Despite the obvious parallels with human health insurance, coverage for pets works a bit differently. Instead of paying the provider directly, pet insurers reimburse an animal’s owners for treatment they pay for themselves. There’s a weird trend among pet insurers to tout the claims they’ve paid on their Web sites — pet owners, it seems, need to be convinced that they’re not just throwing money into a black hole, and that they will get paid. PetSecure, for example, paid $3,032.79 last month for Dexter the cat’s care (“Injury Resulting From A Fall From An Elevated Area”). ShelterCare covered $2,000 of a $2,064 bill for Nakai the dog, who slid on ice and crashed into a boulder. Barbara P. of New Jersey went through the ASPCA for coverage: “I had been thinking about getting pet insurance, for some time…Lucky for all of us I did. A month after signing up both my dogs, they decided to help themselves to an unopened large box of chocolate covered liqueurs.” And Embrace? “Embrace reimbursed nearly $4,000 for Fletcher’s fanbelt injuries.”
Dogs and cats are the most popular pets to insure, but you can find coverage for a whole host of animal companions. VPI, for example, covers amphibians, birds, chameleons, chinchillas, ferrets, geckos, gerbils, goats, guinea pigs, hamsters, hedgehogs, iguanas, mice, opossums, potbellied pigs, rats, rabbits, snakes, sugar gliders, tortoises, and turtles — reimbursable treatments range from shell rot to excessive egg laying.
As a whole, the insurance industry is not as romantic about animals as is, say, Barbara P. A study by the Insurance Information Institute released this week found that dog attacks constitute a third of all homeowners insurance liability claims, representing $387 million in payouts. And not all animal insurance is aimed at helping save a pet. Farm animals have long been insured. Classic Insurance offers full mortality coverage for police dogs (“No waiting for next year’s budget, pleading with city councilmen, or holding bake sales!”). The Lester Kalmanson Agency covers exotic animals in zoos and carnivals and circuses because, after all, “Whenever a beloved animal dies, it’s always a painful loss. But when a highly trained animal dies, it can also be a very expensive loss.”
Pet owners can sometimes be a breed apart. The money we lavish on pets, and what such spending says about our relationship to them, is a well-traveled area of cultural study — the most notable examples being Ginger Strand’s tour of the Global Pet Expo for Orion magazine (“What’s the Use of Pets?”, 2007) and Michael Schaffer’s new book One Nation Under Dog (excerpted in The Boston Globe). The American Pet Products Association estimates that Americans will spend $45.4 billion on their pets this year. $12.2 billion of that will be spent on veterinary care, yet pet insurance can still come off as kooky — as over-the-top as animal spa treatments and antidepressment medication seem to the people who don’t buy them.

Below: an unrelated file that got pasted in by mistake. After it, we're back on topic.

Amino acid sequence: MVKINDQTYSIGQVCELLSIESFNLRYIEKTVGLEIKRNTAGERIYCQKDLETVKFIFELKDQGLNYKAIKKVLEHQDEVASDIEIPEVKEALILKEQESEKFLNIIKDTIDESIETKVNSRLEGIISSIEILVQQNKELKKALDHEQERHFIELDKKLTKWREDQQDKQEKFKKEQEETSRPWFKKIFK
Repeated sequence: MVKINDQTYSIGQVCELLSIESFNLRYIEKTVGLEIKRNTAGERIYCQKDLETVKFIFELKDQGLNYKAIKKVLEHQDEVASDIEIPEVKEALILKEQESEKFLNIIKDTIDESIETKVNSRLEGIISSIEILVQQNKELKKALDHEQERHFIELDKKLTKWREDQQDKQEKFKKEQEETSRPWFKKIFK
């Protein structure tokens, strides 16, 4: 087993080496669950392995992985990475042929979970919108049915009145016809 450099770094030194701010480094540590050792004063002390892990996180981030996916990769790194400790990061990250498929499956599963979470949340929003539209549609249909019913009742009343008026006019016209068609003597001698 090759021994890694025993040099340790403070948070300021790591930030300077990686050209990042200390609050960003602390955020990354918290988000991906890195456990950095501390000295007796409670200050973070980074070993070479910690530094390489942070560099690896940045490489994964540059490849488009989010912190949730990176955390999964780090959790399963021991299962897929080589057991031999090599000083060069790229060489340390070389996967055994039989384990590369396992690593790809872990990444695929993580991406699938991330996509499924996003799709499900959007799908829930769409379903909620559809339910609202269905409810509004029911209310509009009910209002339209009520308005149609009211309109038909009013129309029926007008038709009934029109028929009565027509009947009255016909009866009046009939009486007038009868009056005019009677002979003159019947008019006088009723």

But like all other forms of insurance, coverage for pets is just another calculation of risk. When it comes to a pet’s health, its owner is — to borrow the term — a kind of death panel. Do you believe a pet should have medical care? How much are you willing to spend? Is cost not an object? Or is it, so you take out a policy and make monthly payments so that when your dog inhales a fishing hook, you don’t have to think twice about how you’ll pay to get it out?
Questions related to the environment and the living world are almost always made collectively, if not necessarily democratically. What piece of land is worth preserving? Should animals be kept in zoos? Is it wrong to use animals in medical research? How do we balance the needs of industry and economy with those of the ecosystem? But when it comes to a pet, so long it isn’t abused, the decision on how it exits this world is entirely in the hands of its owner. It’s an area of personal liberty of the very American sort, which may explain why a social-system superstar like Sweden has such a high rate of coverage.
For the Barbara P.’s of the country, pet insurance is a no-brainer. As for the owners of the other 97 percent of pets, well, yes, their pet may bite a sea urchin or be crushed by a cow or eat a corn dog stick or the gel packet from a bra or 15 pacifiers. But many of them are uninsured themselves and know that sometimes all you can do is take things day by day. • 18 September 2009